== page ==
“I received a lot of lash back from my family and friends, who thought I was crazy for going so far away since, back in the 40’s Texas was far away from Ohio. I don’t think the feedback was hurtful but they were definitely worried.
“I just wanted to go to serve my country and help, so I said ‘why not.’” Miller said.
Thelma Miller, 95, of Norwalk, signed up through a series of letters and interviews to serve her country during World War two and was eventually deployed in 1944 where she helped to transport supplies and possibly soldiers to and from different bases.
For anyone to apply to the wasp program they had to have a minimum of 35 flight hours but when Miller applied she had about 200.
“At the time it’s what they were really looking for,” Miller said.
She made it into the WASP 4410 which means, year 1944, and the tenth class that they were training that year.
"In 1942, the United States was faced with a severe shortage of pilots, and leaders gambled on an experimental program to help fill the void: Train women to fly military aircraft so male pilots could be released for combat duty overseas," according to news source NPR. "The group of female pilots was called the Women Airforce Service Pilots — WASP for short.”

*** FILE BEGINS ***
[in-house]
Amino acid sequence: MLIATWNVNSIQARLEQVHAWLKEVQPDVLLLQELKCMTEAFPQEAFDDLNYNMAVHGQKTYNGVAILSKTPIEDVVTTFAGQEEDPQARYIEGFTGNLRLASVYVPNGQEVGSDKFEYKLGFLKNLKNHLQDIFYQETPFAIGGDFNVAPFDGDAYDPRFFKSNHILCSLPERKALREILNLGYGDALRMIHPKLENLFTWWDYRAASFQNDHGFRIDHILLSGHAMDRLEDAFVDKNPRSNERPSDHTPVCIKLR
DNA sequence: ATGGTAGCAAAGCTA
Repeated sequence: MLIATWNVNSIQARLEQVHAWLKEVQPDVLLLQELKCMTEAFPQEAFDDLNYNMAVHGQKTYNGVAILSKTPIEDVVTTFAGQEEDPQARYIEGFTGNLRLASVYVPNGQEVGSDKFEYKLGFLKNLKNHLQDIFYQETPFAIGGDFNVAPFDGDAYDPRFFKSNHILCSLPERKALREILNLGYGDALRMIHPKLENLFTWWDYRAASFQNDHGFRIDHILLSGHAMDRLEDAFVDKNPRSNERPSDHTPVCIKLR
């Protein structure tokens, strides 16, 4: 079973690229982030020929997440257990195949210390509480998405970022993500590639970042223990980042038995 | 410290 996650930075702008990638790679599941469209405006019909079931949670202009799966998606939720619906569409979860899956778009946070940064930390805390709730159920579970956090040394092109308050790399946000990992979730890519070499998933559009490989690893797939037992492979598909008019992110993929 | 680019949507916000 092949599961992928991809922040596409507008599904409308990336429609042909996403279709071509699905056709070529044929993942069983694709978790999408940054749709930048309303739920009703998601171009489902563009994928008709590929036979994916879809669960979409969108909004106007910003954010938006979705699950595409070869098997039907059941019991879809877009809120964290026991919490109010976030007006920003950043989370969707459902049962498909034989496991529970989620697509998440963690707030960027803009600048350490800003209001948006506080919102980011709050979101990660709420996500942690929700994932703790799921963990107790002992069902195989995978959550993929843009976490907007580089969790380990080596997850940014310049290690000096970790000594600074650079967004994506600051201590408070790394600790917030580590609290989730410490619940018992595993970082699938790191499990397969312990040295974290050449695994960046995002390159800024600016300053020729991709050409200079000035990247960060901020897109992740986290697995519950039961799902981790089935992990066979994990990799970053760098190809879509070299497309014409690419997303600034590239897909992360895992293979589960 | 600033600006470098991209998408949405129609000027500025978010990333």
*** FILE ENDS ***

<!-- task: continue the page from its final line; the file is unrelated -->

While she was located in Mission, Texas, she noted that the climate was pretty different from back home, but she still remembers it like yesterday.
“The grapefruit were huge and the poinsettias were blooming over the doors in the middle of December,” Miller said.
To her the experience was full of good memories.
“But then there was the night I almost got killed.”
Despite her massive experience, Miller was still required to meet a minimum number of training hours. Toward the end, Miller just needed a few more night-time flying hours and to help kill that time her instructor told her to fly the plane in a large loop and then land on the runway.
Miller said conditions were so perfect and the landing was so smooth that the instructor didn't realize they touched the ground for the landing.
Not knowing the plane had landed the instructor pumped an extra 625 horse power into the craft, a potentially dangerous move. Eventually the instructor realized his mistake and that the wheels had already touched the ground before he reacted. After flying around one more loop he instructed Miller to land the plane again.
“I was so mad that I just stood there and looked at him and he said ‘I’m sorry. I thought we were still flying.’ But it’s one of those things that can cost you your life,” she said.
Even though Miller got mad, she didn’t scare easily with the experience.
“You can’t freak out when you fly, once you’re trained you get farther and farther from that if you can’t you don’t fly,” Miller said.
It’s been more than 20 years since Miller has flown a plane.
“To me it was fascinating, it was fun, it was very hard but we didn’t care.”